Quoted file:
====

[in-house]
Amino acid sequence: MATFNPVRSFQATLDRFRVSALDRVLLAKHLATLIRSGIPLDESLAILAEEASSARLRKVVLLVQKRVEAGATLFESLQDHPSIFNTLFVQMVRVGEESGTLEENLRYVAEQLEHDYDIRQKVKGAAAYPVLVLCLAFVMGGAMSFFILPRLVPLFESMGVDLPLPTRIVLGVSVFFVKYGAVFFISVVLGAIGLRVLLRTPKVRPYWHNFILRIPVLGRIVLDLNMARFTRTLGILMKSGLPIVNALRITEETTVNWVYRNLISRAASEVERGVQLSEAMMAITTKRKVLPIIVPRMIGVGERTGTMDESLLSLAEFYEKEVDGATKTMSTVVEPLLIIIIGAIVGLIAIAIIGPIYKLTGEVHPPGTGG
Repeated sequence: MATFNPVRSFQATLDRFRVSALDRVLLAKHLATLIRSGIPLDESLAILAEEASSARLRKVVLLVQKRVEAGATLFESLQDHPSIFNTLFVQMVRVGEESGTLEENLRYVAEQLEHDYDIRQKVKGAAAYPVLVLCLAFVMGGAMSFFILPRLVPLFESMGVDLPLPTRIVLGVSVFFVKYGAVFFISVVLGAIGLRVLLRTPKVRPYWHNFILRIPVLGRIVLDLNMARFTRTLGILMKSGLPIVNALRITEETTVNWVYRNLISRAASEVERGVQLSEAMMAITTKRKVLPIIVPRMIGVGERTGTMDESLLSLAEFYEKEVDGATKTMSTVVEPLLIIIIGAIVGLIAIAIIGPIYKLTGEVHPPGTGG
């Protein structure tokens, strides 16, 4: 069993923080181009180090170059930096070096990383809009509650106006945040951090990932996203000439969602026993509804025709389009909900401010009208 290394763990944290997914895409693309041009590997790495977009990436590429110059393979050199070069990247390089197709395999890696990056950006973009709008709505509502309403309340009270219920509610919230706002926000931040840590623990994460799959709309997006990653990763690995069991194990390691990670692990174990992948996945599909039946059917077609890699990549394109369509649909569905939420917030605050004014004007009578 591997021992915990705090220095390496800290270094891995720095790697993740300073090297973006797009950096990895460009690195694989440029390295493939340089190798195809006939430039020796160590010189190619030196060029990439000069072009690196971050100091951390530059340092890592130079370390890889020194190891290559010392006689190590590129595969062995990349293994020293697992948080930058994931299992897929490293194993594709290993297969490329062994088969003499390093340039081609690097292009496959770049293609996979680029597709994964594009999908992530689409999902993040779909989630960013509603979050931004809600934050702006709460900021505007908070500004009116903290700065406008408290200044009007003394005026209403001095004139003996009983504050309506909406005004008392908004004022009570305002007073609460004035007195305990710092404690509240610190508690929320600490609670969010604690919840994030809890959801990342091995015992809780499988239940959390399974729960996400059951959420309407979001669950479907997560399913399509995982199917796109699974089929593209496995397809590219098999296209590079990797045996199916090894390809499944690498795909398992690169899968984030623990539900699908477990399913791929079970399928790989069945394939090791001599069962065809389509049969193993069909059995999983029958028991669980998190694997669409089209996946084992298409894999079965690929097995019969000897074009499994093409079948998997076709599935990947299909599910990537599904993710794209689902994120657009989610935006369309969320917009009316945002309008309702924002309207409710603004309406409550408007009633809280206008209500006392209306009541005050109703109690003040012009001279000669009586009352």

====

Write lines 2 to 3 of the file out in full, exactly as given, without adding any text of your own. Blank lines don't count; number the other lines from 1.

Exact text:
Amino acid sequence: MATFNPVRSFQATLDRFRVSALDRVLLAKHLATLIRSGIPLDESLAILAEEASSARLRKVVLLVQKRVEAGATLFESLQDHPSIFNTLFVQMVRVGEESGTLEENLRYVAEQLEHDYDIRQKVKGAAAYPVLVLCLAFVMGGAMSFFILPRLVPLFESMGVDLPLPTRIVLGVSVFFVKYGAVFFISVVLGAIGLRVLLRTPKVRPYWHNFILRIPVLGRIVLDLNMARFTRTLGILMKSGLPIVNALRITEETTVNWVYRNLISRAASEVERGVQLSEAMMAITTKRKVLPIIVPRMIGVGERTGTMDESLLSLAEFYEKEVDGATKTMSTVVEPLLIIIIGAIVGLIAIAIIGPIYKLTGEVHPPGTGG
Repeated sequence: MATFNPVRSFQATLDRFRVSALDRVLLAKHLATLIRSGIPLDESLAILAEEASSARLRKVVLLVQKRVEAGATLFESLQDHPSIFNTLFVQMVRVGEESGTLEENLRYVAEQLEHDYDIRQKVKGAAAYPVLVLCLAFVMGGAMSFFILPRLVPLFESMGVDLPLPTRIVLGVSVFFVKYGAVFFISVVLGAIGLRVLLRTPKVRPYWHNFILRIPVLGRIVLDLNMARFTRTLGILMKSGLPIVNALRITEETTVNWVYRNLISRAASEVERGVQLSEAMMAITTKRKVLPIIVPRMIGVGERTGTMDESLLSLAEFYEKEVDGATKTMSTVVEPLLIIIIGAIVGLIAIAIIGPIYKLTGEVHPPGTGG